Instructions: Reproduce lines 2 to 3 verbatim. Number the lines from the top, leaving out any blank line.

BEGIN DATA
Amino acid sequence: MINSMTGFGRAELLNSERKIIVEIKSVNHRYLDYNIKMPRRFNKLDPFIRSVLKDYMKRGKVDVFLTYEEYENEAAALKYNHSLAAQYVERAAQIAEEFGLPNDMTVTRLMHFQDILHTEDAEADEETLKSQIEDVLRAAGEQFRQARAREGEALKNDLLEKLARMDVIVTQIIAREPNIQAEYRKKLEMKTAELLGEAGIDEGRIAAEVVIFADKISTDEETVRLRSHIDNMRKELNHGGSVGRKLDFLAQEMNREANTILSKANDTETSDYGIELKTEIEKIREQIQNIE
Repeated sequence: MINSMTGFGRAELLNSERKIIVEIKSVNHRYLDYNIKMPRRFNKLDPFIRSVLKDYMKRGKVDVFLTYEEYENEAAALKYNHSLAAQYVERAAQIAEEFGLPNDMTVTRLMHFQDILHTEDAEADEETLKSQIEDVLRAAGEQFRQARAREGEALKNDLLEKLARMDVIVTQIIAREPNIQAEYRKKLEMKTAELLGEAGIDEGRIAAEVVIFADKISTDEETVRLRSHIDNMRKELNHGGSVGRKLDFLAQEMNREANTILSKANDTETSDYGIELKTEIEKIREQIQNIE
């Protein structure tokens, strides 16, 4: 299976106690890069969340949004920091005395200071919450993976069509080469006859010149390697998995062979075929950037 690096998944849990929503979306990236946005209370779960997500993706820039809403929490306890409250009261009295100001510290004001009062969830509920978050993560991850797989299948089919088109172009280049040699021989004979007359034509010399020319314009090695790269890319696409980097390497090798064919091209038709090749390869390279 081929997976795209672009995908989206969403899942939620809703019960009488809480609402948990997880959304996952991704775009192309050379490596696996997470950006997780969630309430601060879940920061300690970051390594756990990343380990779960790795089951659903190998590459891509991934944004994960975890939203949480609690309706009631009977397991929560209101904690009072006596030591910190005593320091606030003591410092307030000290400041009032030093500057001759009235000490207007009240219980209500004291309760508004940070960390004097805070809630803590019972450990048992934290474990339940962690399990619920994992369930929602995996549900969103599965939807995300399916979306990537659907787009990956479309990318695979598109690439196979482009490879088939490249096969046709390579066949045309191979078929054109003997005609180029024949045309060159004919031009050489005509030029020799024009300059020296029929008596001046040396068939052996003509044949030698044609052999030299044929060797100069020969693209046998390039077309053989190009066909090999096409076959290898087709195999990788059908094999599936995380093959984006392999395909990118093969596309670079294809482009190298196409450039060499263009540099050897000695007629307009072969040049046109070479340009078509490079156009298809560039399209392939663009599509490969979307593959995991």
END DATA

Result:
Repeated sequence: MINSMTGFGRAELLNSERKIIVEIKSVNHRYLDYNIKMPRRFNKLDPFIRSVLKDYMKRGKVDVFLTYEEYENEAAALKYNHSLAAQYVERAAQIAEEFGLPNDMTVTRLMHFQDILHTEDAEADEETLKSQIEDVLRAAGEQFRQARAREGEALKNDLLEKLARMDVIVTQIIAREPNIQAEYRKKLEMKTAELLGEAGIDEGRIAAEVVIFADKISTDEETVRLRSHIDNMRKELNHGGSVGRKLDFLAQEMNREANTILSKANDTETSDYGIELKTEIEKIREQIQNIE
């Protein structure tokens, strides 16, 4: 299976106690890069969340949004920091005395200071919450993976069509080469006859010149390697998995062979075929950037 690096998944849990929503979306990236946005209370779960997500993706820039809403929490306890409250009261009295100001510290004001009062969830509920978050993560991850797989299948089919088109172009280049040699021989004979007359034509010399020319314009090695790269890319696409980097390497090798064919091209038709090749390869390279 081929997976795209672009995908989206969403899942939620809703019960009488809480609402948990997880959304996952991704775009192309050379490596696996997470950006997780969630309430601060879940920061300690970051390594756990990343380990779960790795089951659903190998590459891509991934944004994960975890939203949480609690309706009631009977397991929560209101904690009072006596030591910190005593320091606030003591410092307030000290400041009032030093500057001759009235000490207007009240219980209500004291309760508004940070960390004097805070809630803590019972450990048992934290474990339940962690399990619920994992369930929602995996549900969103599965939807995300399916979306990537659907787009990956479309990318695979598109690439196979482009490879088939490249096969046709390579066949045309191979078929054109003997005609180029024949045309060159004919031009050489005509030029020799024009300059020296029929008596001046040396068939052996003509044949030698044609052999030299044929060797100069020969693209046998390039077309053989190009066909090999096409076959290898087709195999990788059908094999599936995380093959984006392999395909990118093969596309670079294809482009190298196409450039060499263009540099050897000695007629307009072969040049046109070479340009078509490079156009298809560039399209392939663009599509490969979307593959995991």